“As multiple values of water are attributed simultaneously, reducing water to a mere economic, monetary value is alienating. Water users move in a constellation of multiple and intersecting inequalities that both limit their scope of choice or force them into making certain choices. Their choices are not solely informed by cost benefit analyses but also by empathy, solidarity, and collective action.” (60)

“Where before the collective served as a buffer, now the individual has to solve her or his problems without community support. Women in marginalised households who do have titles need to sell their land and/or water for a pittance to sustain their families. Those women without titles are cut off from the informal avenues of access to land and water altogether. Formalizing water rights, therefore, could very well discriminate against women’s access to property rights, rendering obsolete their investments in labor, knowledge, and networking. Furthermore, the buyers in this water market are all male, which raises the concern that not only do market mechanisms reproduce gender inequities, they exacerbate them.” (65)

“As the debate over water privatization continued, male and female farmers began to withdraw from dealing with the state, insisting on the protection of their local usos y costumbres … the increasing alienation from the state is taking water users to a traditionalist refuge, one that could well conceal and reproduce gender inequalities.” (68)

Topics: Civil Society, Development, Economies, Gender, Women, Gendered Power Relations, Gender Equity, Globalization, Rights, Human Rights, Property Rights Regions: Americas, North America, South America Countries: Bolivia, Mexico

Year: 2005

Extractive Desires: The Moral Control of Female Sexuality at Colombia’s Gold Mining Frontier: Moral Control of Female Sexuality

Citation:

Cohen, Roseann. 2014. “Extractive Desires: The Moral Control of Female Sexuality at Colombia’s Gold Mining Frontier: Moral Control of Female Sexuality.” The Journal of Latin American and Caribbean Anthropology 19 (2): 260–79. doi:10.1111/jlca.12098.

Author: Roseann Cohen

Annotation:

Summary:

During the 1990s, Amparo [an artisanal gold miner] mined along the heavily dissected terraces and floodplains of the Nechí River basin in Northeastern Antioquia and in the foothills of the San Lucas mountain range along the departmental border with Bolívar.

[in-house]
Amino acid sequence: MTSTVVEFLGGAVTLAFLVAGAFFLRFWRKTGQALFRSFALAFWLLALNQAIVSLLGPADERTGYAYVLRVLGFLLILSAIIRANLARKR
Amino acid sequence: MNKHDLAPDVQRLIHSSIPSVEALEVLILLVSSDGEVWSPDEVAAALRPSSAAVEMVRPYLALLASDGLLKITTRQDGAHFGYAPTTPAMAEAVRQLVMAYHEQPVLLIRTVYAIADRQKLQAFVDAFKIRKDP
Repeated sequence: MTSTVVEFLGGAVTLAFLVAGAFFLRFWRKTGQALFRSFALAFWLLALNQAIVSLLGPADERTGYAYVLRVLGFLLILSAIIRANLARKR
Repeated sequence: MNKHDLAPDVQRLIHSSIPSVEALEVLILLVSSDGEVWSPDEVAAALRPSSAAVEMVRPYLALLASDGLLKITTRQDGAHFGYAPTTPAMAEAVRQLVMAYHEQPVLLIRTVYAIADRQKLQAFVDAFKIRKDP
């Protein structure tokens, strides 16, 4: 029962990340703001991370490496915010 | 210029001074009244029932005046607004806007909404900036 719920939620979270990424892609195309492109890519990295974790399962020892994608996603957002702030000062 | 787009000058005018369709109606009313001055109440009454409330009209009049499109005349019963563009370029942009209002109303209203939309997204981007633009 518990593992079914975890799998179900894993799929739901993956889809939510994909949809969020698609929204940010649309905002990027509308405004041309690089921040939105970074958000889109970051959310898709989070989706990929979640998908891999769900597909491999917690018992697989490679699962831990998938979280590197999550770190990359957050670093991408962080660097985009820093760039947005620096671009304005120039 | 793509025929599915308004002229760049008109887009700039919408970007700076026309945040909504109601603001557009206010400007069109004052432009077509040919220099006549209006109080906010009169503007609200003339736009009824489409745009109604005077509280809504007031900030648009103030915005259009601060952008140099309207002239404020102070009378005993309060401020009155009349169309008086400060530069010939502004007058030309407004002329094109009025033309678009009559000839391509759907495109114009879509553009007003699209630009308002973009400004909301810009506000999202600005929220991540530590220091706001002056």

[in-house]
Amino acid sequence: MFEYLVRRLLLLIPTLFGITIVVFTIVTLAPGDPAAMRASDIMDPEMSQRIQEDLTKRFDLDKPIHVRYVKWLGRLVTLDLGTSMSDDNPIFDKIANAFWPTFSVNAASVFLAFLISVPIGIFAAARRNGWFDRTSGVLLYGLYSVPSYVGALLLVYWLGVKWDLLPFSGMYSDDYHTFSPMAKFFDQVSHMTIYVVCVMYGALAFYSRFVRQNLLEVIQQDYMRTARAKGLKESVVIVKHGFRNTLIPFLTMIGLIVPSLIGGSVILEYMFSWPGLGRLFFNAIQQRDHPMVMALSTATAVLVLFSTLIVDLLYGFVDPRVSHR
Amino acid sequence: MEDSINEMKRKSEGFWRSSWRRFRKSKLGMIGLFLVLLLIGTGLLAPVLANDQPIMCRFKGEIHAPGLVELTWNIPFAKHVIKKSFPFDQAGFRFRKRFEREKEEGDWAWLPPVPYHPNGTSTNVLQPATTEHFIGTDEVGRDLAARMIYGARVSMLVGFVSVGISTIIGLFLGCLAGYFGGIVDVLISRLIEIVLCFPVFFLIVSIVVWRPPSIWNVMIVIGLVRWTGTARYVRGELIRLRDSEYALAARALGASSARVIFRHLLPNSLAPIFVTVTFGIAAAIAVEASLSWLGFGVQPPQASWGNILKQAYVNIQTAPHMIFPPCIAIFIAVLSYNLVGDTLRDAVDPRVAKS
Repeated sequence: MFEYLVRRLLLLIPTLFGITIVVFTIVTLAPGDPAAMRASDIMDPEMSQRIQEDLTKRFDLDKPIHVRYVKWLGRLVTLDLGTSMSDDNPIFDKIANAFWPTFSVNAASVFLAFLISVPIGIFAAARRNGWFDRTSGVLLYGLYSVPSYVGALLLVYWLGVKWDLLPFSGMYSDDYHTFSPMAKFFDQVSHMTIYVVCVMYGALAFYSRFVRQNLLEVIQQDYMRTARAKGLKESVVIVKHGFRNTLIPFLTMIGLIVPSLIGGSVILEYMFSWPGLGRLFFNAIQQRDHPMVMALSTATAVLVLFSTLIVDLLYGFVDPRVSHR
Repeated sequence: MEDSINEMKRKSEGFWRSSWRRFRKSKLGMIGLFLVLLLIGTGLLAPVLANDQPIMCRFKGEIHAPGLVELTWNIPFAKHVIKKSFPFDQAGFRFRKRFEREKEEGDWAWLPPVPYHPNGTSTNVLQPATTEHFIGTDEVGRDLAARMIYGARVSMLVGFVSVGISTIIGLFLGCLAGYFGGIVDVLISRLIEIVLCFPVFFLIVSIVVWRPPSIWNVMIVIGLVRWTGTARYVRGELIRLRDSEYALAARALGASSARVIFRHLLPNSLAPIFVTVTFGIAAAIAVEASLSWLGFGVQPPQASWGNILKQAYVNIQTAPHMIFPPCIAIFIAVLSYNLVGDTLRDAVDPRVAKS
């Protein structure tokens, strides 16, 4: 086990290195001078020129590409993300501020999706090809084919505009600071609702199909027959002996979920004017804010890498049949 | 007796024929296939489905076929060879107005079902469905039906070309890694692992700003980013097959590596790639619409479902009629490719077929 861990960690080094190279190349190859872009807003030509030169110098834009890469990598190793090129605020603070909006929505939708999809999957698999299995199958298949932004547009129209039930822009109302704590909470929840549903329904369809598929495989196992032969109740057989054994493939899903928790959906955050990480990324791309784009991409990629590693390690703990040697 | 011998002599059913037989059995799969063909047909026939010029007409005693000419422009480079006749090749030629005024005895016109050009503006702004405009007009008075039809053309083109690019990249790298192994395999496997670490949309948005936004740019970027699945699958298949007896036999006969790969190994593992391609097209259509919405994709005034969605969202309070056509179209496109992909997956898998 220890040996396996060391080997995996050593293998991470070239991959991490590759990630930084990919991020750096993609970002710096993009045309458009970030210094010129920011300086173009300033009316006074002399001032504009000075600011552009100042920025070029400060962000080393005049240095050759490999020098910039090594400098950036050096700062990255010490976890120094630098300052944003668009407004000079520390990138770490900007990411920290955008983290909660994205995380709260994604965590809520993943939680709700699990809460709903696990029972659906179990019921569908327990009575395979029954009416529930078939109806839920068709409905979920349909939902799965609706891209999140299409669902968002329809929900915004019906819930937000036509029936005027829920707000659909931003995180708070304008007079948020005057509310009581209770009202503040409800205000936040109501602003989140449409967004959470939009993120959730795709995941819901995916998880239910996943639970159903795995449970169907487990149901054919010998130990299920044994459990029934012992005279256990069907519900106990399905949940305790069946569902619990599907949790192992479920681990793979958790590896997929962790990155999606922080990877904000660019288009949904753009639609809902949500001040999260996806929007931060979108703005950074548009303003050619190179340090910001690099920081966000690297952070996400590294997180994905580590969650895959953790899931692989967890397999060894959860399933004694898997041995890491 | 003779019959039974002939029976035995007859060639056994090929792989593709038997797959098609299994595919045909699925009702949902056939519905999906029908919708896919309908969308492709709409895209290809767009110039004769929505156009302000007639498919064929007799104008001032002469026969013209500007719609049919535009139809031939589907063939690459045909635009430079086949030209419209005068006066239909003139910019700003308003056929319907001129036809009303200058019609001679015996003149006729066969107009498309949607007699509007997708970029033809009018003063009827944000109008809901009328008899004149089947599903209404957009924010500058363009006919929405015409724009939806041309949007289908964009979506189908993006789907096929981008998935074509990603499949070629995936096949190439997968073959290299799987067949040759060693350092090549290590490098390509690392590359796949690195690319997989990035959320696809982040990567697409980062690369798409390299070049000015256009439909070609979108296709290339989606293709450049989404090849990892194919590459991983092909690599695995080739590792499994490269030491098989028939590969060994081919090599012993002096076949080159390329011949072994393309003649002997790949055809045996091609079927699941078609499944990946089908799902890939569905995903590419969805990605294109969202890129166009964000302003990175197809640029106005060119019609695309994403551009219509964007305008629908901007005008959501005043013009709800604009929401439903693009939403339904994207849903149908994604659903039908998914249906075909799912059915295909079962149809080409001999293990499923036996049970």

In this essay, I rely on Amparo’s narrative to examine the relationship between extractive accumulation and the moral control of female sexuality at a Colombian gold-mining frontier. Her narrative offers a commentary about life and work at the frontier as experienced by a nonwhite single mother at male-dominated mining camps. Amparo describes how she negotiates access to mines and maintains control over the products of her labor, albeit with limited success. In particular, Amparo’s participation in the gold-mining economy demonstrates how familiar scripts of gendered virtue (i.e., “proper” wife, single mother) and the contrary figure of the sexual deviant (i.e., loose woman, sex worker) play a role in the subject formation of artisanal miners and the ongoing dispossession this labor force experiences. I argue that the state’s emphasis on moral deviance among artisanal miners displaces extractive desires onto the bodies of laboring women, creating a resource-rich frontier where the moral control of female sexuality shapes pathways of dispossession and accumulation.

(Cohen, 2014, p. 260).

Topics: Economies, Extractive Industries, Gender, Women, Gender Roles, Gendered Power Relations, Livelihoods, Sexuality Regions: Americas, South America Countries: Colombia

Year: 2014

Opposing Currents: The Politics of Water and Gender in Latin America

Citation:

Bennett, Vivienne, Sonia Dávila-Poblete, and María Nieves Rico. 2005. Opposing Currents: The Politics of Water and Gender in Latin America. Pittsburgh: University of Pittsburgh Press.

Authors: Vivienne Bennett, Sonia Dávila-Poblete, María Nieves Rico

Abstract: